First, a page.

Surgical suture

Short Description:

Surgical suture is a medical device used to hold body tissues together after an injury or surgery. Application generally involves using a needle with an attached length of thread. A number of different shapes, sizes, and thread materials have been developed over its millennia of history. Surgeons, physicians, dentists, podiatrists, eye doctors, registered nurses and other trained nursing personnel, medics, clinical pharmacists and veterinarians typically engage in suturing. Surgical knots are used to secure the sutures


Product Detail

Product Tags

Size:

Needle shapes of surgical needles

Straight

1/4 circle;3/8 circle;1/2 circle. 5/8 circle

compound curve

half curved (also known as ski)

half curved at both ends of a straight segment (also known as canoe)

taper (needle body is round and tapers smoothly to a point)

cutting (needle body is triangular and has a sharpened cutting edge on the inside curve)

reverse cutting (cutting edge on the outside)

trocar point or tapercut (needle body is round and tapered, but ends in a small triangular cutting point)

blunt points for sewing friable tissues

side cutting or spatula points (flat on top and bottom with a cutting edge along the front to one side) for eye surgery

USP3#-11/0

Material:

Suture thread is made from numerous materials. The original sutures were made from biological materials, such as catgut suture and silk. These absorbed bodily fluids and could be foci of infection. Founder of gynecology J. Marion Sims invented the use of silver wire, which is anti-bacterial, for a suture. Most modern sutures are synthetic, including the absorbables polyglycolic acid, polylactic acid, Monocryl and polydioxanone as well as the non-absorbables nylon, polyester, PVDF and polypropylene.[2] The FDA first approved triclosan-coated sutures in 2002;[3] they have been shown to reduce the chances of wound infection.[4] Sutures come in very specific sizes and may be either absorbable (naturally biodegradable in the body) or non-absorbable. Sutures must be strong enough to hold tissue securely but flexible enough to be knotted. They must be hypoallergenic and avoid the “wick effect” that would allow fluids and thus infection to penetrate the body along the suture tract.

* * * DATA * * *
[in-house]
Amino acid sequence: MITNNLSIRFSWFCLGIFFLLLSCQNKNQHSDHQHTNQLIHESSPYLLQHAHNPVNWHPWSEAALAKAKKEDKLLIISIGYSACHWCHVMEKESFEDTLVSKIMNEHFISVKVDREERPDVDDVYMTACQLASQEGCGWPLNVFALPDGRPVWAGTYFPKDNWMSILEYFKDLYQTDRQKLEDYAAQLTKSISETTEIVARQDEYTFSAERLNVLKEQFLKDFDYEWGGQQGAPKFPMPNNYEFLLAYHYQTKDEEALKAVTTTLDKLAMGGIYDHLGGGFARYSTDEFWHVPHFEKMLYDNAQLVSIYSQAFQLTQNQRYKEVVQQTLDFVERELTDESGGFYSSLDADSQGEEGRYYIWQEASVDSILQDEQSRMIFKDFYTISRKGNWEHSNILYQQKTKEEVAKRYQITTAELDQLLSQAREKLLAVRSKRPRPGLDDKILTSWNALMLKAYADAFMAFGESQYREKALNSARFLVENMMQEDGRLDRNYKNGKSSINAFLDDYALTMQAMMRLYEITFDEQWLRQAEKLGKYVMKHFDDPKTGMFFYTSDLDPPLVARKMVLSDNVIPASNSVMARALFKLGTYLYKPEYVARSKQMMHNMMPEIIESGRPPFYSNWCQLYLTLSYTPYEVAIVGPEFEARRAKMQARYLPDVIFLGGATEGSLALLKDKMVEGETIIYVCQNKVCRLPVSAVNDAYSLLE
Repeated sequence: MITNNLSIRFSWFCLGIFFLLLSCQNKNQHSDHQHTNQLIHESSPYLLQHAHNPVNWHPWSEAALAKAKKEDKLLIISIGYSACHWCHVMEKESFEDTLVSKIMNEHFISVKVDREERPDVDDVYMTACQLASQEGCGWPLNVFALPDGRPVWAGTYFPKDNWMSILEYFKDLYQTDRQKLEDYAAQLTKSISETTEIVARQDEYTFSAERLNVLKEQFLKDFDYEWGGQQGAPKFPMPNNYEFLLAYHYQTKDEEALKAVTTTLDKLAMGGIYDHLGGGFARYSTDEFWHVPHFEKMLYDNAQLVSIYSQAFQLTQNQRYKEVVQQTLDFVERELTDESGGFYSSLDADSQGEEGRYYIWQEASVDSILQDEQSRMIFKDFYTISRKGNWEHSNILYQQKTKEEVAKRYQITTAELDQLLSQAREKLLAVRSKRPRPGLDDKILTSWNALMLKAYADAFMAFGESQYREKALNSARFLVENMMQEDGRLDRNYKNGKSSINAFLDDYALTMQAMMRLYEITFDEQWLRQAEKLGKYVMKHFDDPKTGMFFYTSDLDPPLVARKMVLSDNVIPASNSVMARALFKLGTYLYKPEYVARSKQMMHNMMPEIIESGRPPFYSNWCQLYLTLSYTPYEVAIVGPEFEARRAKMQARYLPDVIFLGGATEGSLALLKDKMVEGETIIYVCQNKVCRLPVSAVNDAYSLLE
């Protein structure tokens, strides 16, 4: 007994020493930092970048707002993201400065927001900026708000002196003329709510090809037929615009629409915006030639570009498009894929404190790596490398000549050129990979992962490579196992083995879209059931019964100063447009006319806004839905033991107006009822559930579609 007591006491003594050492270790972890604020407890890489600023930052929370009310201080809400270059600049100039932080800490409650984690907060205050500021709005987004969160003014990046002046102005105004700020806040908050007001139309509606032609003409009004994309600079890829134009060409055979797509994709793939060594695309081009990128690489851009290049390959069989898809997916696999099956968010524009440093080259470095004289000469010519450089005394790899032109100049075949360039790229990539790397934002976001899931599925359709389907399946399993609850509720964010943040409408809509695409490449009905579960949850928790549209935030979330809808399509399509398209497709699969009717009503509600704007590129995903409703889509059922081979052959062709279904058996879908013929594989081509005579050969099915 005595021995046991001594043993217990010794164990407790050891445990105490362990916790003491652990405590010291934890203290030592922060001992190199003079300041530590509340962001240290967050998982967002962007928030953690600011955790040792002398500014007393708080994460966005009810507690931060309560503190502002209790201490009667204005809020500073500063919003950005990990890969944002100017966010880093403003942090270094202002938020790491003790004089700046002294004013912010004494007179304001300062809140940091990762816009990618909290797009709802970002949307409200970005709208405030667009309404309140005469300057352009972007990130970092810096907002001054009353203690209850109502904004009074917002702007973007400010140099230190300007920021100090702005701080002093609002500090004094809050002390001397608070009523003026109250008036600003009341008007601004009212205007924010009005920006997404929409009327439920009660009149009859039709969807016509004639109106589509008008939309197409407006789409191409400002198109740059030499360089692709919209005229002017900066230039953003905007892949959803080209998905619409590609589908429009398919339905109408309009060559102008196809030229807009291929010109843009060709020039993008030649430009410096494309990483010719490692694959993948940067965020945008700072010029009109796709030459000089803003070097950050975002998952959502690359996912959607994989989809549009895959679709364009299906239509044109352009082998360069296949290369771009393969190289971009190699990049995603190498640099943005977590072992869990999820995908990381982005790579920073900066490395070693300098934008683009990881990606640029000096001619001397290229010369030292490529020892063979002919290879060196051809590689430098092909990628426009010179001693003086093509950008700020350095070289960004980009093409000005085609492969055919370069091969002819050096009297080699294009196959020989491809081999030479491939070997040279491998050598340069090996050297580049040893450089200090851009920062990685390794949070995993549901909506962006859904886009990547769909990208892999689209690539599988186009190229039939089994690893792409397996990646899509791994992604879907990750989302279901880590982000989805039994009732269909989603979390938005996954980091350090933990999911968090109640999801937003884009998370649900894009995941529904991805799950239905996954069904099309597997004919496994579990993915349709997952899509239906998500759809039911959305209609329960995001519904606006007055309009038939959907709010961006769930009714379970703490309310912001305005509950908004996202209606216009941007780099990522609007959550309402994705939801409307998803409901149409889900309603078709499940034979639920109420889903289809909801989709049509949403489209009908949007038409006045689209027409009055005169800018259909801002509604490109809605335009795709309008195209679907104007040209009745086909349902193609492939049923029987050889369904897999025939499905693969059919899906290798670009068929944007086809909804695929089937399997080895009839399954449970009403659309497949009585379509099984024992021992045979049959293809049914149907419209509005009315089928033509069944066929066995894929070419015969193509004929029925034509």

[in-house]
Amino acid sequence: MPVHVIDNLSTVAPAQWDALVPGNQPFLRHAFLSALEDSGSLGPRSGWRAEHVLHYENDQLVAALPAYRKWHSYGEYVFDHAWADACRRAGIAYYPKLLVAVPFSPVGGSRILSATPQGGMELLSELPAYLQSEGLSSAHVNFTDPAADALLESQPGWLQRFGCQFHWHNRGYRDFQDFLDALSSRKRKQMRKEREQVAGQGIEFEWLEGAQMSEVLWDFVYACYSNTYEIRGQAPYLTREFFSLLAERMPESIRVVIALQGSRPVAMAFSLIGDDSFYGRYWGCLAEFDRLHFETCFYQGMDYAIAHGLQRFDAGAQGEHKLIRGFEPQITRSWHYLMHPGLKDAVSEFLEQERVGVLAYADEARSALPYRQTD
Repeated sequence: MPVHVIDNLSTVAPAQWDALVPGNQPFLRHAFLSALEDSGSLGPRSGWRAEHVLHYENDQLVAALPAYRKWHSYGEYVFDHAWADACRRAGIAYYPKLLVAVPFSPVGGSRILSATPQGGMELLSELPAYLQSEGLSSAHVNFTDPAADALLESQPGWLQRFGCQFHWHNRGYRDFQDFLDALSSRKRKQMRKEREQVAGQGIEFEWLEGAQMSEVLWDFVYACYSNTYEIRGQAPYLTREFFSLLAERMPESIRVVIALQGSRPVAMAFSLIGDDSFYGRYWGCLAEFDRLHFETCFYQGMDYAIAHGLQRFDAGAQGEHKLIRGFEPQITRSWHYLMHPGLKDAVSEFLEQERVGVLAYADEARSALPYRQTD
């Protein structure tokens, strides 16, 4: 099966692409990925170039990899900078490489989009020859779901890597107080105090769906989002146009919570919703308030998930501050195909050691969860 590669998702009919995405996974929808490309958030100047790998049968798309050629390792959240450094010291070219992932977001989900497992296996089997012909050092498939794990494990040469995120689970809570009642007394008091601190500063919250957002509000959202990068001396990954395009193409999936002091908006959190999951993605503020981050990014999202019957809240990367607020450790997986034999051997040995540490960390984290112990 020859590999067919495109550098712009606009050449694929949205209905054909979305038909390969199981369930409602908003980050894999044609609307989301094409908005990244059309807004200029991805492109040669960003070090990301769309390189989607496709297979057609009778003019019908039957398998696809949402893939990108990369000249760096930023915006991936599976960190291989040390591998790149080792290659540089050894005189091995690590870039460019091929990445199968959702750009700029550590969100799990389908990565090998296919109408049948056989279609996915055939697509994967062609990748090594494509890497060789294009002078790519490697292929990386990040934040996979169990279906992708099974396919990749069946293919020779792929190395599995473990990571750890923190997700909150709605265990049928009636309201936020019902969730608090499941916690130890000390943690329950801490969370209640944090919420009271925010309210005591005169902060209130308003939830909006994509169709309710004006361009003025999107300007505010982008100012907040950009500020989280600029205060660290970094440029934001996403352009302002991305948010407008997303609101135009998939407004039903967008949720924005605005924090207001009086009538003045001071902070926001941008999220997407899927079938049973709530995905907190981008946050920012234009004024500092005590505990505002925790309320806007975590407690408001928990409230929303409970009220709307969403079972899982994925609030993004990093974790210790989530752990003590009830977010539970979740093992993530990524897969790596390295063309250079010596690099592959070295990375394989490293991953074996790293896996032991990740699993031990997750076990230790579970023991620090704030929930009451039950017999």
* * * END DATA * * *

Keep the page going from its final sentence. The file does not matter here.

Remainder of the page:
Usage:

Placement

Sutures are placed by mounting a needle with attached suture into a needle holder. The needle point is pressed into the flesh, advanced along the trajectory of the needle’s curve until it emerges, and pulled through. The trailing thread is then tied into a knot, usually a square knot or surgeon’s knot. Ideally, sutures bring together the wound edges, without causing indenting or blanching of the skin,[17] since the blood supply may be impeded and thus increase infection and scarring.[18][19] Ideally, sutured skin rolls slightly outward from the wound (eversion), and the depth and width of the sutured flesh is roughly equal.[18] Placement varies based on the location,

 

Packing:

Individual foil packing

12pcs/box 600pcs/carton

Comers’ requirements.

OEM service is available

Certificates: CE ISO Approved

Caution:

1. Do not use if package is damaged

2. One-time use, please discard after use

3. Do not store in the sun

4. Keep out of the reach of children

Validity period: 5Years.

Sterile: Sterile by EO gas


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